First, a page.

Introduction to the Study of Religion A and B (10 credits and 10 credits)
These modules seek to introduce students to a range of questions, theories and methods in the inter-disciplinary study of religion, focusing especially on the social and cultural analysis of religion. A range of contemporary topics will be used to explore how different aspects of religion can be explored as forms of social and cultural experience and practice. Examples of this in module A might include debates about faith schools, women’s leadership in religious institutions, sectarian violence in football, belief in the supernatural. In module B, examples of this include the ways in which religion and media interact, the place of visual and material culture in religion, the relationship between religion and popular culture, and the nature of religious experience, ritual and sacred space as lived phenomena. An introduction is also offered to wider theories and debates in sociology, cultural studies and anthropology as a basis for the study of religion.
Problems of Philosophy A and B (10 credits and 10 credits)
This module introduces a range of key philosophical problems most of which practically everyone with a philosophical temperament has puzzled over before:
- Scepticism (how can I know anything at all about the world?);
- Free will (how can I think and act freely, if all my thoughts and actions are determined by the laws that govern the Universe?) The existence of God (does S/He exist?);
- Realism vs antirealism (to what extent is reality distinct from how it appears?);
- The mind/body problem (is the mind just the brain?);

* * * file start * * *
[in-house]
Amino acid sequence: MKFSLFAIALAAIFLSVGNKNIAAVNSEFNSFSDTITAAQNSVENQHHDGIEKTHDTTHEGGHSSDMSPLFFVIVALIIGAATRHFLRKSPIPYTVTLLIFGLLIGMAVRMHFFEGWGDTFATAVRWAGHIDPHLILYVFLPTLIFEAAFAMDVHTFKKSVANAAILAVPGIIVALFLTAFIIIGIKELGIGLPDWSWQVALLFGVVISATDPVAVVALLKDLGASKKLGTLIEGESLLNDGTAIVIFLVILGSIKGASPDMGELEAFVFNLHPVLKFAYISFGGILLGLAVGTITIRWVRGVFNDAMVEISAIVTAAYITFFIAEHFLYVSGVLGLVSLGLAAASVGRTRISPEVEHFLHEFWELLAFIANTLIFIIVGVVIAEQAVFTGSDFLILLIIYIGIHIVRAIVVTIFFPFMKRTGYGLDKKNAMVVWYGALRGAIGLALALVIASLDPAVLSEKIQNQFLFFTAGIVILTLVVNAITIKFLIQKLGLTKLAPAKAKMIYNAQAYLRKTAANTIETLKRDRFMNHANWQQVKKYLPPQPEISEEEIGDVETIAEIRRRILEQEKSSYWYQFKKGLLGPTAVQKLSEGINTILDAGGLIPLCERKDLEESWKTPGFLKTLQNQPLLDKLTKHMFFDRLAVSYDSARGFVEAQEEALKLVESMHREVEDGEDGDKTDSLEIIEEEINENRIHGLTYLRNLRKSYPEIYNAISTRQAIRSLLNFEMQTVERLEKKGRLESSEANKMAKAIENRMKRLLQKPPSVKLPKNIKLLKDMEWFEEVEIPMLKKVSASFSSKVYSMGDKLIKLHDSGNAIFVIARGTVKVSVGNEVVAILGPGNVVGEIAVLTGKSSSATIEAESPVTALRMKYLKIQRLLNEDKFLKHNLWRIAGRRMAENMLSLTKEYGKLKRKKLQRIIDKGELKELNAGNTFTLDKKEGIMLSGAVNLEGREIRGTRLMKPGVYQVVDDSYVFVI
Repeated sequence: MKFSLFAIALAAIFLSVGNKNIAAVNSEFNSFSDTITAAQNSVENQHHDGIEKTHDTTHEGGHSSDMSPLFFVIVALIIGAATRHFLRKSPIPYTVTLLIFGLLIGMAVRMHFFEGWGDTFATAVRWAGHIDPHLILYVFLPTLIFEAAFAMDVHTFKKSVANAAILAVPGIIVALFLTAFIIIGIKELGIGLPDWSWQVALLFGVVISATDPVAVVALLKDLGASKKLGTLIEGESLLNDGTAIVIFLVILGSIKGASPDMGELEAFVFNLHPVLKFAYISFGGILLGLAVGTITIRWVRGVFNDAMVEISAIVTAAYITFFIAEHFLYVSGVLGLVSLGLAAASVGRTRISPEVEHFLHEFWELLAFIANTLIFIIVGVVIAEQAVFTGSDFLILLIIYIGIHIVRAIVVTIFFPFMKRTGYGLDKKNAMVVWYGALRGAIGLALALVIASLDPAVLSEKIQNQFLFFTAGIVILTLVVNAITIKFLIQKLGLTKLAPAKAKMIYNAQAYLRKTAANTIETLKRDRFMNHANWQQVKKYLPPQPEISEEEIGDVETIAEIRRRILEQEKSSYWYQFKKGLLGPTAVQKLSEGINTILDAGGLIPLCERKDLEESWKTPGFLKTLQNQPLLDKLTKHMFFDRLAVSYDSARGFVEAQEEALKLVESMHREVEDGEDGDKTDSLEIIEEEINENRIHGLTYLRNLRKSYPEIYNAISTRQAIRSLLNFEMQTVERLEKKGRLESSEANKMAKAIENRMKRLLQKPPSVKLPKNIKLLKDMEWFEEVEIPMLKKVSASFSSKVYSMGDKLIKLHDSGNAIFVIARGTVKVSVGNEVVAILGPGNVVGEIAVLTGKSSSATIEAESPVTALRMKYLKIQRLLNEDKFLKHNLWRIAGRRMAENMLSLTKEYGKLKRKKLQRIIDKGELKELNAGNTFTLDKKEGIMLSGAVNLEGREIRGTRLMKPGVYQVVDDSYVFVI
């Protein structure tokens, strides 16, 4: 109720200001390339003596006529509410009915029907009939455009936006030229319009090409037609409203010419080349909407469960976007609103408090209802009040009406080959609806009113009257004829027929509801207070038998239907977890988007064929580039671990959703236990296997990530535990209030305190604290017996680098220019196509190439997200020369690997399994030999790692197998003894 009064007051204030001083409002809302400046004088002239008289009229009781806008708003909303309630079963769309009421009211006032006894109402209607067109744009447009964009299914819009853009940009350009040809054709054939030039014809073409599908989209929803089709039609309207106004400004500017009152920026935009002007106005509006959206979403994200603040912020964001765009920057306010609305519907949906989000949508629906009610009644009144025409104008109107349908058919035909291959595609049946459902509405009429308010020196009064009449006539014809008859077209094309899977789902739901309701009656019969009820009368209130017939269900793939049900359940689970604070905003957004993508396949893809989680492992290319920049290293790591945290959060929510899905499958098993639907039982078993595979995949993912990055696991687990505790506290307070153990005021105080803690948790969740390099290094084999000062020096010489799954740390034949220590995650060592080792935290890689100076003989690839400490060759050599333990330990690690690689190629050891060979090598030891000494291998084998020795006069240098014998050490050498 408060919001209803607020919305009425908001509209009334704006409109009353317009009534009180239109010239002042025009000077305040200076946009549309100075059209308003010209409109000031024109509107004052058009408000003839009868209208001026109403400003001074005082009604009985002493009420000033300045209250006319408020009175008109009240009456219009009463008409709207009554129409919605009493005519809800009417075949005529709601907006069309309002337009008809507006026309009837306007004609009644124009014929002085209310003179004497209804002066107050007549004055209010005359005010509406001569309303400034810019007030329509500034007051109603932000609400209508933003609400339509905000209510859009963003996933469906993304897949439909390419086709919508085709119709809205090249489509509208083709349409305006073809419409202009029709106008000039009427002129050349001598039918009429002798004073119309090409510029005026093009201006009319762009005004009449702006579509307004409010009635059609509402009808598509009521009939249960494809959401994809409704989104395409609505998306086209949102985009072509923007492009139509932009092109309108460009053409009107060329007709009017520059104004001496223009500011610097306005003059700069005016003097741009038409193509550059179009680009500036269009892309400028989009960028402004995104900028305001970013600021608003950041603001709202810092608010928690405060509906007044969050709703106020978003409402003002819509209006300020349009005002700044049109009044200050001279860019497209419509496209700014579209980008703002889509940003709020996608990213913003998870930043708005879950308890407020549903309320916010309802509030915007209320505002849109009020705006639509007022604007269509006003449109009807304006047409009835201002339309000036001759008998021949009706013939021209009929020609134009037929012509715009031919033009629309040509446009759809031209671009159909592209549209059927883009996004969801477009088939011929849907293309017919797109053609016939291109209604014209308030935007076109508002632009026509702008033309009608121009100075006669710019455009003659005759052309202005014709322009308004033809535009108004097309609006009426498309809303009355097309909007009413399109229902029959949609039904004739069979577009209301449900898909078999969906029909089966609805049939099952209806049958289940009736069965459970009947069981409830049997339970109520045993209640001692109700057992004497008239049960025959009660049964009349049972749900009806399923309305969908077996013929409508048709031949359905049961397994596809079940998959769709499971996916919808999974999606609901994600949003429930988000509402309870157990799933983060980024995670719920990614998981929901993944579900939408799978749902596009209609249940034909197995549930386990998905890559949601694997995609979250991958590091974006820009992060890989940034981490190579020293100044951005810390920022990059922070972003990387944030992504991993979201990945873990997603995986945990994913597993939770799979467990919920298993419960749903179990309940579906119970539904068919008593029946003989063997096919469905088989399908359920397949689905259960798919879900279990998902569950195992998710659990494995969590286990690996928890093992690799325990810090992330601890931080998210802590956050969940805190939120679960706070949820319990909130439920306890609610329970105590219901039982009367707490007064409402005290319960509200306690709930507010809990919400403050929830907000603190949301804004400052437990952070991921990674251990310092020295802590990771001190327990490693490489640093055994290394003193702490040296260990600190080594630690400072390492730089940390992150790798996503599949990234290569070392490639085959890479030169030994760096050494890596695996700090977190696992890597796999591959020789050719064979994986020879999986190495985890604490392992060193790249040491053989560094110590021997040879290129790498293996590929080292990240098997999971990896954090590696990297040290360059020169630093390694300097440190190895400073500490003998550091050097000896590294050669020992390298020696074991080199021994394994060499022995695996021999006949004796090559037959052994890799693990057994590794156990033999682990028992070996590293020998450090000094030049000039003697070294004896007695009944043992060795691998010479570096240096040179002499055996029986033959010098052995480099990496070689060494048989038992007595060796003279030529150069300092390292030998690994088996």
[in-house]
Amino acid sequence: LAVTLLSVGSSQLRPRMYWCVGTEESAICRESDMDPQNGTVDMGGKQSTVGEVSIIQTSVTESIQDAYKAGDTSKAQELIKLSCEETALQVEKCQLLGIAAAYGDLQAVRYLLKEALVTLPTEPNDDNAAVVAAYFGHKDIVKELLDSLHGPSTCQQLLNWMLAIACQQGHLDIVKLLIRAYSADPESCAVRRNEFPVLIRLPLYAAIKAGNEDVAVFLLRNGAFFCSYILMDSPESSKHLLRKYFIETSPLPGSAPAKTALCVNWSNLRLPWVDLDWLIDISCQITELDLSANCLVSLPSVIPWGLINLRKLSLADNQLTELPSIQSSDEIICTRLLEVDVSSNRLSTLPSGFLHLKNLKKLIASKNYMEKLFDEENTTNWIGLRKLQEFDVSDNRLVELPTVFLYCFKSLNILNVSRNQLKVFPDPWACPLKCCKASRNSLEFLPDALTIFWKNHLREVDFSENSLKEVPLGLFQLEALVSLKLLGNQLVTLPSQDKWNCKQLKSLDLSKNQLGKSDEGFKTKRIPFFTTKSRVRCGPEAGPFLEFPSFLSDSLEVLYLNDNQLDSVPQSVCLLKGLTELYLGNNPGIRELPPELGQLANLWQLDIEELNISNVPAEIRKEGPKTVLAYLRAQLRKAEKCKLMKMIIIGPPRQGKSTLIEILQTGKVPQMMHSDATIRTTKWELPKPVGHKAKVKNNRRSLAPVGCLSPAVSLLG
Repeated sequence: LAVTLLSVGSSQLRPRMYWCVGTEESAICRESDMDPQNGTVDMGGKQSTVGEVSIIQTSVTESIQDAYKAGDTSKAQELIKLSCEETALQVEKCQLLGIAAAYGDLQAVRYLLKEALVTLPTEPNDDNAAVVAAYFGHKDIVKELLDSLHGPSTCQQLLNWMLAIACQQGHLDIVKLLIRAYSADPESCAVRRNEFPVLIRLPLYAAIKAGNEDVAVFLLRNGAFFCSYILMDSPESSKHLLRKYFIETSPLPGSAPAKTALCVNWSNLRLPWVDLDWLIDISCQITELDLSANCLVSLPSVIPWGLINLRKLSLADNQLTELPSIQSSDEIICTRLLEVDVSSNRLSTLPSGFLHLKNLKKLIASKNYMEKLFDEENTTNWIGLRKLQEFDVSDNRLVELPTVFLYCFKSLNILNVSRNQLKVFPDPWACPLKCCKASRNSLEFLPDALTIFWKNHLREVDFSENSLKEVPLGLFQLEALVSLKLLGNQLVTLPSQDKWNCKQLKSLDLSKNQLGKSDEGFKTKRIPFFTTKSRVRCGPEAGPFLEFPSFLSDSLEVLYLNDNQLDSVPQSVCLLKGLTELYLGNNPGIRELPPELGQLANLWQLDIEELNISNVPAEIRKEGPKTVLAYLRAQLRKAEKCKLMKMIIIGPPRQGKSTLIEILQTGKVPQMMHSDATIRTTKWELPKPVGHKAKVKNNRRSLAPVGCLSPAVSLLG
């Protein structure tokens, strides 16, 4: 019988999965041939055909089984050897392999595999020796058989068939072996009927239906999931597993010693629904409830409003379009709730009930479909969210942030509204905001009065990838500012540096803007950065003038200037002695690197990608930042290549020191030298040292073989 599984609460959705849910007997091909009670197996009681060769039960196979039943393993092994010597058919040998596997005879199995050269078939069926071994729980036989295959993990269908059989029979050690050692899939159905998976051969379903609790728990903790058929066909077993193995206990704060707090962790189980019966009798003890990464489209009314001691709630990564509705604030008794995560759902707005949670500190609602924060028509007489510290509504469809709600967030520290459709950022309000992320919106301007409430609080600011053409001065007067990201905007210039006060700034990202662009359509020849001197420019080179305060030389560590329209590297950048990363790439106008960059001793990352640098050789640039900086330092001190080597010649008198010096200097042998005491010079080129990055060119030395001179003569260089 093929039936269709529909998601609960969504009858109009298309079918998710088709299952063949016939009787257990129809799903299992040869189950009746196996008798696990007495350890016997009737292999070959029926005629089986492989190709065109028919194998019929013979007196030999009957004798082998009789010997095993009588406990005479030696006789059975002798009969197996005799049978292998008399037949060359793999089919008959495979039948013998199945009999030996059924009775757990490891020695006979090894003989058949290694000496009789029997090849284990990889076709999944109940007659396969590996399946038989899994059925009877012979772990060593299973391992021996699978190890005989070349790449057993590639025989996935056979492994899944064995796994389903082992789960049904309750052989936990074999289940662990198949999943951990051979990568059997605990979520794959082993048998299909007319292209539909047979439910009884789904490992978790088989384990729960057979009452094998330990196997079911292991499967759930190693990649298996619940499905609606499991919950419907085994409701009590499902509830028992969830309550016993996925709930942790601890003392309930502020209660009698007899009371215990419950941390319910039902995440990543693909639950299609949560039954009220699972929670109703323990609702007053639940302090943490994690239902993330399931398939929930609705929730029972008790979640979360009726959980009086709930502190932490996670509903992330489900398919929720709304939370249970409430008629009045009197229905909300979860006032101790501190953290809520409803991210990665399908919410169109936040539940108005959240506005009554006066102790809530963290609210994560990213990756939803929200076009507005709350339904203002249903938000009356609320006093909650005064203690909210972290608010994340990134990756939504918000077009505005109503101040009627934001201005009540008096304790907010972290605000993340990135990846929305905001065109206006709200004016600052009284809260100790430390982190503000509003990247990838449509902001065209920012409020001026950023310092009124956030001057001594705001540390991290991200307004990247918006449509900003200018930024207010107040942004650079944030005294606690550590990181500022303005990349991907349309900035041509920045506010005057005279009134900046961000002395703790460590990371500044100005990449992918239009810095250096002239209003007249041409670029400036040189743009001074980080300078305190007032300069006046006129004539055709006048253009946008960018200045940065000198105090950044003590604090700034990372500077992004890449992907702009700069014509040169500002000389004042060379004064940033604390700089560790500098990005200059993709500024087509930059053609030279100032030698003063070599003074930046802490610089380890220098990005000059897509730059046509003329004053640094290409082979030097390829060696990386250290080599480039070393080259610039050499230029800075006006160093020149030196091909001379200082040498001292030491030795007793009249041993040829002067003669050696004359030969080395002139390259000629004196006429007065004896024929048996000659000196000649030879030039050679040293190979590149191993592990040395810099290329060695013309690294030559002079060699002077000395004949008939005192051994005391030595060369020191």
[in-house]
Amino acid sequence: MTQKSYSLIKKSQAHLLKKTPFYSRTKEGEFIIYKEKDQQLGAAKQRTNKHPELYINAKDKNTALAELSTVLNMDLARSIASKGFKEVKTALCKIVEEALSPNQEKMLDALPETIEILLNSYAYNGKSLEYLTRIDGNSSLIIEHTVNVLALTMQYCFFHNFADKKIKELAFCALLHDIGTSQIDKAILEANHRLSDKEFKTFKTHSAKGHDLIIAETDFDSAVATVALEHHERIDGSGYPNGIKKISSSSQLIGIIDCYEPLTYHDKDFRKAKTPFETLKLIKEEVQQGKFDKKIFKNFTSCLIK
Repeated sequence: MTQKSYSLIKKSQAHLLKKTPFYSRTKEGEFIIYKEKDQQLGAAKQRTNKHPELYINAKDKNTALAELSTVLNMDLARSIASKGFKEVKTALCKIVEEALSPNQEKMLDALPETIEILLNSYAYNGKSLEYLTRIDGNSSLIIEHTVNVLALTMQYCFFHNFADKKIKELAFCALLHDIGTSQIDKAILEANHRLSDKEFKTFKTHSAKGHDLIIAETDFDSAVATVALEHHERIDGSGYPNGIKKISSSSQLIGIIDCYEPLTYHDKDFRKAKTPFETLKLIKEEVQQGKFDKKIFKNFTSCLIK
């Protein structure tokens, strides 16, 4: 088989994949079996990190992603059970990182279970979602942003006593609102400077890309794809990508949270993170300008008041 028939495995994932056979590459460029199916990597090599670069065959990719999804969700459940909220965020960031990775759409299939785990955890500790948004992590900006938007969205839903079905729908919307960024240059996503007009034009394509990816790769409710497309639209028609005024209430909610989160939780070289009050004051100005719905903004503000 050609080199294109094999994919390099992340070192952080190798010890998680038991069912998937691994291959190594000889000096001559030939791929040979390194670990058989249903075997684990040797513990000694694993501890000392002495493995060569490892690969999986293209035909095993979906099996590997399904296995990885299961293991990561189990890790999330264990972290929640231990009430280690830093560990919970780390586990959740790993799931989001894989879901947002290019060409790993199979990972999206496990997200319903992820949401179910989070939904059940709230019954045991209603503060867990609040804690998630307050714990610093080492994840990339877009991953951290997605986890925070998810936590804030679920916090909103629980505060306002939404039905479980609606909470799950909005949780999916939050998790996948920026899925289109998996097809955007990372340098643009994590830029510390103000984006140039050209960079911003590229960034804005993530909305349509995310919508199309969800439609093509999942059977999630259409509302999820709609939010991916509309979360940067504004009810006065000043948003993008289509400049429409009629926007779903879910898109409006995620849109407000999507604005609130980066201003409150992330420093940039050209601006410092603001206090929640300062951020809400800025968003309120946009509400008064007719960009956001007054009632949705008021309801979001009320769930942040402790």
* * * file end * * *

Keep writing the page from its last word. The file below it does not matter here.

- Personal identity (what is it about you that makes you the same person as you were years ago?);
- Utilitarianism vs. Deontology (are actions morally right and wrong ‘in themselves’, or are they so just because of the effects they have on people’s happiness, etc.?);
- Ethical obligation (how much should we help people much worse-off than ourselves?);
- Moral relativism (are moral values absolute or do they vary from one culture/person to others?);
- The requirements of justice (Who should have what?).
The Philosopher's Toolkit A or B (20 credits)
This module will equip you with the tools you need to understand, analyse and respond to different kinds of philosophical argument. In the first half of the module, we will investigate topics such as critical thinking, probability, interdisciplinarity, necessity & analyticity and the nature of explanation. In the second half of the module, it splits into two pathways. Students on one pathway will learn symbolic logic - the formal study of argument, which concentrates on proving things using abstract formulas such as ‘"x[Gx → Fx]’. The other pathway avoids formal proofs, but aims to use ordinary language to introduce students to the logical concepts they will need to understand the more technical philosophy they will encounter later in their degree.
Optional modules may include:
- Introduction to Islam
- Moral and Political Philosophy
- Philosophical Traditions
- Political Theologies: Wealth, Race and Gender
- Reasons to Believe
- Truth, Deception and Ethics in Philosophy and Film